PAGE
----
Charges Filed As Farm Quarantines Grow In German Tainted Egg Scandal

As the number of German farms closed because of possibly contaminated animal feed grew Friday, authorities said they had filed criminal charges against the company at the heart of the country's tainted egg scandal.

(CNN)

The eggs do not pose a threat to human health, unless consumed in excessive quantities

As the number of German farms closed because of possibly contaminated animal feed grew Friday, authorities said they had filed criminal charges against the company at the heart of the country's tainted egg scandal.

The company, Harles and Jentzsch, apparently knew for months that fatty acid it was delivering to animal-feed makers was

contaminated with dioxin, said Christian Seifert, a spokesman for the agricultural ministry in the German state of Schleswig-Holstein said.

Criminal charges have been filed against the company, Seifert said, "because they did not immediately inform" the agricultural ministry that dioxin levels surpassed the allowed amount.

Authorities allege that the company sold about 3,000 tons of contaminated fatty acids to dozens of companies making animal feed across Germany. The country's government has quarantined more than 4,700 pig and poultry farms.

Harles and Jentzsch laboratory tests from March 2010 showed they exceeded the ceiling level for dioxin, he said.

"At that point they had to stop delivering this product and immediately inform the authorities. They did not do either," Seifert said.

Government officials learned of the higher concentrations of dioxin in December, he said.

Several attempts to reach Harles and Jentzsch for comment were unsuccessful.

Police raided the company's offices Wednesday and confiscated documents, but arrested no one, the state prosecutor's office in Schleswig-Holstein told CNN.

Dioxin levels in the final feed product were diluted and likely did not exceed allowed amounts, Seifert said.

"Of course that is no excuse. The conduct is still wrong," he said.

Agricultural ministry investigators are continuing lab tests of samples taken from the company's premises, he said.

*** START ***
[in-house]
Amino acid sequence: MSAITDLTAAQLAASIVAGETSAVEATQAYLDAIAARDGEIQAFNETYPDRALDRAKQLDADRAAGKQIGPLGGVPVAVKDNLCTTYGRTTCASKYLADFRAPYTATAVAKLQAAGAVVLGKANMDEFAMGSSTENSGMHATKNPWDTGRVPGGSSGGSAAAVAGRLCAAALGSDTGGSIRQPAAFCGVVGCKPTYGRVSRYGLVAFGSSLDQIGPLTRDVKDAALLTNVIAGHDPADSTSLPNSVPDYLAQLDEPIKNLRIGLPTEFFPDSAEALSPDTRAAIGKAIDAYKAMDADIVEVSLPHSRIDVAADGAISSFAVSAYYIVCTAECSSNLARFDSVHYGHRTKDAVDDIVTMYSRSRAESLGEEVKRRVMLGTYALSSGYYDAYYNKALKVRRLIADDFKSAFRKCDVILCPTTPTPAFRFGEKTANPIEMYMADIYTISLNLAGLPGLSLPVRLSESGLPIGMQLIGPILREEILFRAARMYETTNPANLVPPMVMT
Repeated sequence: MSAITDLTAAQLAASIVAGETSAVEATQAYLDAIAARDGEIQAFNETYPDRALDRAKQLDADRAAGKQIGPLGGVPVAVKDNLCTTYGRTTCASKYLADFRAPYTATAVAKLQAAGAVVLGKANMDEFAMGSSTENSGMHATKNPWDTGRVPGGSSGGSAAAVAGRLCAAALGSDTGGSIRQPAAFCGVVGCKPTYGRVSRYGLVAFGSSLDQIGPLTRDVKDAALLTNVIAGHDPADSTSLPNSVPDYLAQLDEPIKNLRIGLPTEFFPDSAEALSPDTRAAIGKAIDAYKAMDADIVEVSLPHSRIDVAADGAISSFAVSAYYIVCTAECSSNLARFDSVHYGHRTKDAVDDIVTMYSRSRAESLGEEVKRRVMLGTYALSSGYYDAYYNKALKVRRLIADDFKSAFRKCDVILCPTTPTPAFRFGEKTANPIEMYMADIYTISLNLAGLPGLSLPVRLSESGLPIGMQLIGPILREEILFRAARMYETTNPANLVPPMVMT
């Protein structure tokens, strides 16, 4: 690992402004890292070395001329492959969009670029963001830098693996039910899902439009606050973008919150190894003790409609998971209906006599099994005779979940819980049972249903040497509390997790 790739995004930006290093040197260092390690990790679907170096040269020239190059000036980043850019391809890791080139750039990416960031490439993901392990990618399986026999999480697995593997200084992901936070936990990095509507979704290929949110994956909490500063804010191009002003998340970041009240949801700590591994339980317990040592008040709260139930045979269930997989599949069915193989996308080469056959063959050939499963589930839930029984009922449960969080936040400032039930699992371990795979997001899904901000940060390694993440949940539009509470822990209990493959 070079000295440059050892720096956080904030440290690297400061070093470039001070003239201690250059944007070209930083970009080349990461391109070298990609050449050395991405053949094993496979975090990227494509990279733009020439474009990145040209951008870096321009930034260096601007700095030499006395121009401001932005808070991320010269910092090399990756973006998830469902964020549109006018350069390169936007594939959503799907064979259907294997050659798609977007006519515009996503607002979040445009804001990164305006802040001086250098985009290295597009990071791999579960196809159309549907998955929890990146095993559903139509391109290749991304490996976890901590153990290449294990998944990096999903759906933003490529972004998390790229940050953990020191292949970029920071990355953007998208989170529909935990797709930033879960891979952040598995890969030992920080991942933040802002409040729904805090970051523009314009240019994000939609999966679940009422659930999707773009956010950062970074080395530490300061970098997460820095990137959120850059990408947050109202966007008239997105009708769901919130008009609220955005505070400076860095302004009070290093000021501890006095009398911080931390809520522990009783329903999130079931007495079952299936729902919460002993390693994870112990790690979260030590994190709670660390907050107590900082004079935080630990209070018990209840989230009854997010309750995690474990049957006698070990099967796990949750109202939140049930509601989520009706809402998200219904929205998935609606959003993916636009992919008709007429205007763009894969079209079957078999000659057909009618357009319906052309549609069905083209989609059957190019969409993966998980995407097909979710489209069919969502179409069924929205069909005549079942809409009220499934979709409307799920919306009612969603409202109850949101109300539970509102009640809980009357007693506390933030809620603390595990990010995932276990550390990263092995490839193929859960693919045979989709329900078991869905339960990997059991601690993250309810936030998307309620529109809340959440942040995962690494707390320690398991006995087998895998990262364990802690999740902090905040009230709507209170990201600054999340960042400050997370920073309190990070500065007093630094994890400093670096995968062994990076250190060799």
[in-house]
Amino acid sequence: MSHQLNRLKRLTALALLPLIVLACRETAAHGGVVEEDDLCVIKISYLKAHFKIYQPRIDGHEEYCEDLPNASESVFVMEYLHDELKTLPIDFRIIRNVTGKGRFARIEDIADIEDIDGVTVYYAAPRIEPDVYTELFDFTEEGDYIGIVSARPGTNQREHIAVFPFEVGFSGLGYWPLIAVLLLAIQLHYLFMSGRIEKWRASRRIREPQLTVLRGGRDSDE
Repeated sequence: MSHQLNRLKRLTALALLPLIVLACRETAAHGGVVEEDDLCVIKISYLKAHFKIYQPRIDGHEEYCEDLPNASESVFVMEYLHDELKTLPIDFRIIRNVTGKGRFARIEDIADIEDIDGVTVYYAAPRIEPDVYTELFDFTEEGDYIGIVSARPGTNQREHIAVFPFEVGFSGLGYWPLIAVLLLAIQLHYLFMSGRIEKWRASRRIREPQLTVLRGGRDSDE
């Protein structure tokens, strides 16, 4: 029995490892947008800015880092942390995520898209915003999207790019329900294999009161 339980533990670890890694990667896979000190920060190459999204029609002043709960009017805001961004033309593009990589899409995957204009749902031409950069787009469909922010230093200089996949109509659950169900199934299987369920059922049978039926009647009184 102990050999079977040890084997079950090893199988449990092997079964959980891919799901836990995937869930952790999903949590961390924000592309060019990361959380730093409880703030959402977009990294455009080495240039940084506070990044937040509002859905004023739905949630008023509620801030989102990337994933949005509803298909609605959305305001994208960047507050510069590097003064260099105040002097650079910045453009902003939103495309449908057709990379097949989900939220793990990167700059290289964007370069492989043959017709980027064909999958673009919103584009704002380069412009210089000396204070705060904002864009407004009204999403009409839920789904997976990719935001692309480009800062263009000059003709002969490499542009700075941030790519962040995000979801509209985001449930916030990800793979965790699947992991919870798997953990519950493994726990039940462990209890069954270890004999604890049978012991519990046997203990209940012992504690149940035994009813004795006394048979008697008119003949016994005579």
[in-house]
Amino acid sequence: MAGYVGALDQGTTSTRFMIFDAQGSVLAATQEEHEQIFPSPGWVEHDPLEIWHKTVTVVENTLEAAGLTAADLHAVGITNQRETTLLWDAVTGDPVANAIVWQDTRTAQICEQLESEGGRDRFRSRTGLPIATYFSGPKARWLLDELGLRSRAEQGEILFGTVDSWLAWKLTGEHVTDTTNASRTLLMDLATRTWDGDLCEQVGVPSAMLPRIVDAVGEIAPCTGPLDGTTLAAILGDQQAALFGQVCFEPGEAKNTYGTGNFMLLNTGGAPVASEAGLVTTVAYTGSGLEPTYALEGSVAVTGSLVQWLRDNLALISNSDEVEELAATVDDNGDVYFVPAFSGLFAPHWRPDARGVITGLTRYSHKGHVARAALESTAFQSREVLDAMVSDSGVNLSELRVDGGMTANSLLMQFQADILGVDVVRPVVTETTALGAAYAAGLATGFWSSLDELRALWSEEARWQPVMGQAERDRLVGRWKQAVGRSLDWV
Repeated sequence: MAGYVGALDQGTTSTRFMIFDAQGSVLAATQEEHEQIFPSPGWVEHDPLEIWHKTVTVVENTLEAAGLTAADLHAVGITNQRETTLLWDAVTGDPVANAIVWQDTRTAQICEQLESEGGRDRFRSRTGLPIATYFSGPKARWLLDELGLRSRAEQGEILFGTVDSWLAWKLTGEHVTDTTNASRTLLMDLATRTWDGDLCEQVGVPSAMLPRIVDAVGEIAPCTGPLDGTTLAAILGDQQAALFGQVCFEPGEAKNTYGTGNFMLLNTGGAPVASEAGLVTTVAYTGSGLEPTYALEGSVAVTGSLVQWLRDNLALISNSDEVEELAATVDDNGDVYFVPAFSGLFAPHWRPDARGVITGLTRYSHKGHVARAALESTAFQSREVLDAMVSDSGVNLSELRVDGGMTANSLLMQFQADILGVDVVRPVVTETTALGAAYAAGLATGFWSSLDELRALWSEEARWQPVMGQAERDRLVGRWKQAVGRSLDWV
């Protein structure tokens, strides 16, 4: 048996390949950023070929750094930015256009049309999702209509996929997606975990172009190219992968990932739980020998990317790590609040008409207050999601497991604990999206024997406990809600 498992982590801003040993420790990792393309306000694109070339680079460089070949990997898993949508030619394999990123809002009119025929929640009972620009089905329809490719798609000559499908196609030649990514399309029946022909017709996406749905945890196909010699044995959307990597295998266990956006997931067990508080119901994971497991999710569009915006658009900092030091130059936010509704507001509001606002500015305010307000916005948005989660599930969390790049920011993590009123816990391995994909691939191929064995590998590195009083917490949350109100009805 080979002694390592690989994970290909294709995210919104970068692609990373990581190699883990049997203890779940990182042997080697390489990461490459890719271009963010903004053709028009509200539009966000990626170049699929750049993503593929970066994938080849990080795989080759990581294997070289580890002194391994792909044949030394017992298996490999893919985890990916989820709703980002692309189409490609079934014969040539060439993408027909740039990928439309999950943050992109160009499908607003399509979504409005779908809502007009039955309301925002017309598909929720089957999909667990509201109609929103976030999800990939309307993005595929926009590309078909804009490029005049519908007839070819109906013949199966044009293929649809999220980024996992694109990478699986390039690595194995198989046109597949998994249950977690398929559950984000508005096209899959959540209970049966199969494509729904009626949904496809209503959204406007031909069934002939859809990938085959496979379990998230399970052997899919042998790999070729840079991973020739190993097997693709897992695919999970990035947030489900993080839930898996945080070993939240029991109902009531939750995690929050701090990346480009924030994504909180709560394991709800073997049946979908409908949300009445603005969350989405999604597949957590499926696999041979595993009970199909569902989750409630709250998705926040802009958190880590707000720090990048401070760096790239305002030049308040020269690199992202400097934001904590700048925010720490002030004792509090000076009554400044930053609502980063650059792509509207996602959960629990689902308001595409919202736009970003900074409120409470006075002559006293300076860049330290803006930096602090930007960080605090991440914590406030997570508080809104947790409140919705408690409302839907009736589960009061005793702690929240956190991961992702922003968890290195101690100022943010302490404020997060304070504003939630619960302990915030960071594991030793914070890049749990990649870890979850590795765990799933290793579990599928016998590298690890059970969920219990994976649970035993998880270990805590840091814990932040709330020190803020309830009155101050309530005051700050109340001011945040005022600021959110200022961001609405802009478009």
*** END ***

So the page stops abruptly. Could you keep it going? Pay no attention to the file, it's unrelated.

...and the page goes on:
The 4,709 farms shut down include not only chicken and other poultry, but also pig farms, said Pierre Vetter, a spokesman for Germany's Ministry for Agriculture and Consumer Protection.

State authorities are quarantining all farms that received animal feed from companies affected, regardless of whether there is proof that the feed was contaminated, the ministry's website said.

"The state authorities are right to quarantine products -- eggs and meat -- that may have been exposed to contaminated feed, even if there is no concrete scientific evidence in all cases," German Agriculture and Consumer Protection Minister Ilse Aigner said in a statement.

About 130,000 possibly contaminated eggs were exported from a company in Germany to a food company in the Netherlands, where they were to be used in industrial food production, said Holger Eichele, a spokesman for Germany's Ministry for Agriculture and Consumer Protection.

Eggs packed in cartons are pictured at a chicken farm in the western town of Schleiden January 6, 2011. The German government moved to calm public fears on Wednesday after highly toxic dioxin contamination in the feed of poultry and hogs turned out to be far more widespread than first thought.

The UK Food Standards Agency said a pasteurized mixture including some of the contaminated eggs was distributed in the UK.

"The mixing of the eggs will have diluted the levels of dioxins and they are not thought to be a risk to health," the agency said in a statement.

Dioxins are a family of toxic chemicals that share a similar chemical structure and have been characterized by the U.S. Environmental Protection Agency as likely human carcinogens.